In the March 18, 1989, issue of Billboard magazine, Geoff Mayfield (our then-senior editor, retailing), reported:
"Russ Bach, the newly appointed president of CEMA [an acronym for the company that once distributed Capitol Records, EMI Records, Manhattan Records and Angel Records] made a call for the industry to adopt Tuesday as the universal street date for new releases; by the end of the meet, he almost had his wish. PolyGram, like CEMA, announced it would move its street date to Tuesday, which leaves MCA as the sole vendor with Monday debuts. Bach's concern is that many stores received key product too late in the day [Monday] under the old system."
Billboard offered up this update the following week (March 25):
"Beginning in April, [PolyGram] will make Tuesday its street date. With CEMA making a similar announcement at NARM, all of the majors except MCA will now have a Tuesday street date." (MCA would later move to Tuesday as well.)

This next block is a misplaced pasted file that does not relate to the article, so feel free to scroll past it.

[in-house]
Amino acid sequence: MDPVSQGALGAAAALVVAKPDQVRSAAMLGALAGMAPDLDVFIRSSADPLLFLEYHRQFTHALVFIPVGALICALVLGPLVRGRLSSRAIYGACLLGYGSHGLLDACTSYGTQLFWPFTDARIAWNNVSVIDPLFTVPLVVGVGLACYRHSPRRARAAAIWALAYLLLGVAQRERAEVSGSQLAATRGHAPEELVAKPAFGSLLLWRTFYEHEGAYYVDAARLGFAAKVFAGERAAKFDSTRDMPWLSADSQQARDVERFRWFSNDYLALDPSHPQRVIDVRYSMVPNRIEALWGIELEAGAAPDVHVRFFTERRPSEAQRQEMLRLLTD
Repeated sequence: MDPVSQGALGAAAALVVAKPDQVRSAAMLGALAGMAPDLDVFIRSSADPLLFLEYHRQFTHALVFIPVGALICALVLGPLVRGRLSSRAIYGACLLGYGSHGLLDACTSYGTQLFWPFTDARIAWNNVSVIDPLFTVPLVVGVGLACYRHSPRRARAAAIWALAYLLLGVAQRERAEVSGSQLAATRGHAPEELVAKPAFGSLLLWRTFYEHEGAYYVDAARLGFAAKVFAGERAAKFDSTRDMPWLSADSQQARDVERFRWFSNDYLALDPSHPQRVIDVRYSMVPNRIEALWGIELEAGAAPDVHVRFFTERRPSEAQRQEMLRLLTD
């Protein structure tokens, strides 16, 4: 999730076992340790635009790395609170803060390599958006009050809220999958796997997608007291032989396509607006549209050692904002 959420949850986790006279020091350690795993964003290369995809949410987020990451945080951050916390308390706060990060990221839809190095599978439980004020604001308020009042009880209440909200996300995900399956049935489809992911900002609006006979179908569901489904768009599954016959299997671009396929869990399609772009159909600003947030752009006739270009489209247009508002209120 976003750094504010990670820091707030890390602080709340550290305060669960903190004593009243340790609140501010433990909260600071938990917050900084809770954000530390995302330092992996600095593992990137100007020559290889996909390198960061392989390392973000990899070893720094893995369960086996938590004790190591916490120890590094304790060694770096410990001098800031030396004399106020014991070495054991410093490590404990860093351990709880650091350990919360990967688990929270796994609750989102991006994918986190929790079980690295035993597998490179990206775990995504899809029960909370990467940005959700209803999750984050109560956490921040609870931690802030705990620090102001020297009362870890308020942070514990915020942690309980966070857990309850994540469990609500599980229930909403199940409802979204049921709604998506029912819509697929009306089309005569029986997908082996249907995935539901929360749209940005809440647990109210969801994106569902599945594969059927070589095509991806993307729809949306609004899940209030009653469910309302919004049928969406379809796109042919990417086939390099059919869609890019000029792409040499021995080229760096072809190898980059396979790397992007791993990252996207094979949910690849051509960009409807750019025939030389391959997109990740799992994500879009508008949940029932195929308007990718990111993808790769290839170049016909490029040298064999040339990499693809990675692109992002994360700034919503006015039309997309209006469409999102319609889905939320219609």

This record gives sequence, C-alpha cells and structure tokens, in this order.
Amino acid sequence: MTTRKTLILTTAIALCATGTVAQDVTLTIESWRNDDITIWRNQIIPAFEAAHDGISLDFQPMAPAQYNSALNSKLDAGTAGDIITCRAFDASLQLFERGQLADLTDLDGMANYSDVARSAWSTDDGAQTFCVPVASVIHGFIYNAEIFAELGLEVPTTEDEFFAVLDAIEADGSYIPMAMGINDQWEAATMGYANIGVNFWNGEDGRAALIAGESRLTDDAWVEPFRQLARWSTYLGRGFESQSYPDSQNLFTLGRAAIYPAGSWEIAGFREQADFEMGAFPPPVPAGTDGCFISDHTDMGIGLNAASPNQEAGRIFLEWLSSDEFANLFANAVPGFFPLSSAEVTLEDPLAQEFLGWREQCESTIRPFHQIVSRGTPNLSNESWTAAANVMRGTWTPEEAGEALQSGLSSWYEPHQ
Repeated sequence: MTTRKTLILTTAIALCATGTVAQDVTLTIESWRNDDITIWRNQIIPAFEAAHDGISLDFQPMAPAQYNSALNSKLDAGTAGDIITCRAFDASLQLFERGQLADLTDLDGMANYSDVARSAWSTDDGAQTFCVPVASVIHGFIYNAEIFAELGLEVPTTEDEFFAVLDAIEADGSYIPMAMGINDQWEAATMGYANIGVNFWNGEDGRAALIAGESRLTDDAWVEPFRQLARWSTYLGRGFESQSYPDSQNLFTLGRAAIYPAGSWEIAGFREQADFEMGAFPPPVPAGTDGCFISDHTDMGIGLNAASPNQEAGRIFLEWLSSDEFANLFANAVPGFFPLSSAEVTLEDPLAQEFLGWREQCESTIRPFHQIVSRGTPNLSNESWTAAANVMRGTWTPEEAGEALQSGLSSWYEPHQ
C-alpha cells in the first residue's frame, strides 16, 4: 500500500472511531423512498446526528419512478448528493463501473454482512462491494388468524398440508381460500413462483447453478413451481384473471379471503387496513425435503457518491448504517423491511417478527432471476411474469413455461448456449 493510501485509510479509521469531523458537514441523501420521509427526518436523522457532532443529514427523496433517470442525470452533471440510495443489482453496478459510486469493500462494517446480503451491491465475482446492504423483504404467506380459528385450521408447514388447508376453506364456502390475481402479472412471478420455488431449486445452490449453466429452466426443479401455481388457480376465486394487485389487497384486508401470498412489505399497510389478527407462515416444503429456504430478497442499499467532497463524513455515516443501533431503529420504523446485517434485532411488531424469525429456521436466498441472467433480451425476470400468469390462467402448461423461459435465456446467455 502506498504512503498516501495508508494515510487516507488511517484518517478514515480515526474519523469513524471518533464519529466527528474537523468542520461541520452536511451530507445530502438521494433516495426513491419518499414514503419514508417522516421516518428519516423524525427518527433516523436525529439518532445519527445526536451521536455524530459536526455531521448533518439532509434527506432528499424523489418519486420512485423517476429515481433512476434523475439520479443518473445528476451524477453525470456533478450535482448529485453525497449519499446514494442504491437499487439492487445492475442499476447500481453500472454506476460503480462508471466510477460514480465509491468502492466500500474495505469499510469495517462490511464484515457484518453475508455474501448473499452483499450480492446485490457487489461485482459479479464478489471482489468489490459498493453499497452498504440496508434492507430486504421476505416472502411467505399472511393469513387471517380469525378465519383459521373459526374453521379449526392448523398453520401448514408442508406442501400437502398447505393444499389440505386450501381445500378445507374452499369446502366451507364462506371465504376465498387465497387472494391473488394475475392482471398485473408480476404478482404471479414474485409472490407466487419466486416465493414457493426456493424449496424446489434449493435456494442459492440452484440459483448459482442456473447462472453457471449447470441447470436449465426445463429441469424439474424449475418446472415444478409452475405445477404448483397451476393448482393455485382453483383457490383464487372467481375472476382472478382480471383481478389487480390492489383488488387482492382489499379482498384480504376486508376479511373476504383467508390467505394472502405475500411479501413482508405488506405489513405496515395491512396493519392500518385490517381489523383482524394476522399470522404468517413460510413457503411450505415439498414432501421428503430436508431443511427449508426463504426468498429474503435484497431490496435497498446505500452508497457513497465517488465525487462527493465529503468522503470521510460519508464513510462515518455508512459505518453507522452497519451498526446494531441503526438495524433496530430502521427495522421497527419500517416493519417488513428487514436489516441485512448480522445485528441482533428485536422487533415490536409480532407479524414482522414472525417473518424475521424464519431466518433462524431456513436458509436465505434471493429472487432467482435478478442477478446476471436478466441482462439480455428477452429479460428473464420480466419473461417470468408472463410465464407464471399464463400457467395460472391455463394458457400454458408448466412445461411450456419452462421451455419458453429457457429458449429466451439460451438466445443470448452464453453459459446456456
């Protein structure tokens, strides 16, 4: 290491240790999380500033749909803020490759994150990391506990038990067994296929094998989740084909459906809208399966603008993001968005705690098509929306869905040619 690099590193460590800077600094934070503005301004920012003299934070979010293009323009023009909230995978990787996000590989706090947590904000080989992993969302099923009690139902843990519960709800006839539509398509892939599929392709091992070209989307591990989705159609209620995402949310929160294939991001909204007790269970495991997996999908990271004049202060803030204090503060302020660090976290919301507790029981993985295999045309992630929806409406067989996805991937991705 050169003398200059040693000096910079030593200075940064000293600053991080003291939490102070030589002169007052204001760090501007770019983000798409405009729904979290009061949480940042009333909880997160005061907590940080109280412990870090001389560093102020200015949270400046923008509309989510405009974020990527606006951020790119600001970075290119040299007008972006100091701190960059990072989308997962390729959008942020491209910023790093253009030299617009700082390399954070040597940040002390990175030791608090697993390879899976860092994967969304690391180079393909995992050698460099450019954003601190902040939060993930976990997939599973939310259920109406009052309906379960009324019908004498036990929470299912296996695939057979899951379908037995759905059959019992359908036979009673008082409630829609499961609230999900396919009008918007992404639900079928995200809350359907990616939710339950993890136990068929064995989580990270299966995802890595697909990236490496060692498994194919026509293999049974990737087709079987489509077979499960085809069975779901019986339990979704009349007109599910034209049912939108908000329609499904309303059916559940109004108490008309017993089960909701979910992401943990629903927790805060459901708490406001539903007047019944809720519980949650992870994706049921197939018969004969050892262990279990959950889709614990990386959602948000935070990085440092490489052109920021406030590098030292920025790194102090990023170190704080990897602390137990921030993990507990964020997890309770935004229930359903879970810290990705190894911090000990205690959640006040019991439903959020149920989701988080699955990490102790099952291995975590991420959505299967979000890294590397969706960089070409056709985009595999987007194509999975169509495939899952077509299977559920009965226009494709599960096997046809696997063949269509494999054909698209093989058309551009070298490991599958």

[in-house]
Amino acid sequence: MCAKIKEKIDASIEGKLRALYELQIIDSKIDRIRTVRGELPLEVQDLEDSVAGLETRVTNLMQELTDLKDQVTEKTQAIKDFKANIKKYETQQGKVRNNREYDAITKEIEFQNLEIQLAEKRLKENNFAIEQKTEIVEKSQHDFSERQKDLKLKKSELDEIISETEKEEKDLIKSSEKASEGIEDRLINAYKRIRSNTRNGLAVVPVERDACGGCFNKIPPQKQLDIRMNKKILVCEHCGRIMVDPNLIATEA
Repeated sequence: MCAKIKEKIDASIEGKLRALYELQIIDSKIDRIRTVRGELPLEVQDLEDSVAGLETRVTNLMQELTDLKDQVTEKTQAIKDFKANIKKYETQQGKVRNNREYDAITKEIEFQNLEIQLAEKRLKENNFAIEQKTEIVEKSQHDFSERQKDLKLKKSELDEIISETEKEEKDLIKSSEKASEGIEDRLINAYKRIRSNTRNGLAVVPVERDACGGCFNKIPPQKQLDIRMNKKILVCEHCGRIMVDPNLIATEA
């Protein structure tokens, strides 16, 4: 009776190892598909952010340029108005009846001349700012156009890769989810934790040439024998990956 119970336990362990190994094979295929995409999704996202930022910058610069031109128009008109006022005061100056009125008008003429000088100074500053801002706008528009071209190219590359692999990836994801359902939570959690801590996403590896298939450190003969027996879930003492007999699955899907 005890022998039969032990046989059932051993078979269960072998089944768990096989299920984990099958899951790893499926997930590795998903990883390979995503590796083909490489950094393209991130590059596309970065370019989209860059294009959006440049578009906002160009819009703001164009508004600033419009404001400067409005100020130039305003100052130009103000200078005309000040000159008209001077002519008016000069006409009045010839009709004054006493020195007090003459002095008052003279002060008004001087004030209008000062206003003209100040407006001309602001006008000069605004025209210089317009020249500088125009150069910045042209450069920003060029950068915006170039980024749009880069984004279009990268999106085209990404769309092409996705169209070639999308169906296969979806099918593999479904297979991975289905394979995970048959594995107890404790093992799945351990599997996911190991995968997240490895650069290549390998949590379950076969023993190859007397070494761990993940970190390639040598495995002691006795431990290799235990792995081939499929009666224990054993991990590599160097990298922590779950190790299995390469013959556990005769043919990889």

We reached out to Mayfield -- who later served as Billboard's director of charts from 1994 to 2008 -- for further explanation on the shift from Monday to Tuesday. He echoed Bach, saying some stores wouldn't get their delivery of new product until late on Monday, many hours (or days) after competing stores would get the same exact product (and would have likely started selling it).
Also remember: This was in the pre-digital era, where essentially the only way to obtain music was to go to a store and buy an album or a single.
So the industry moved the universal release date to Tuesday in order to level the playing field, better ensuring that everyone would have that week's new releases ready to sell at the same time.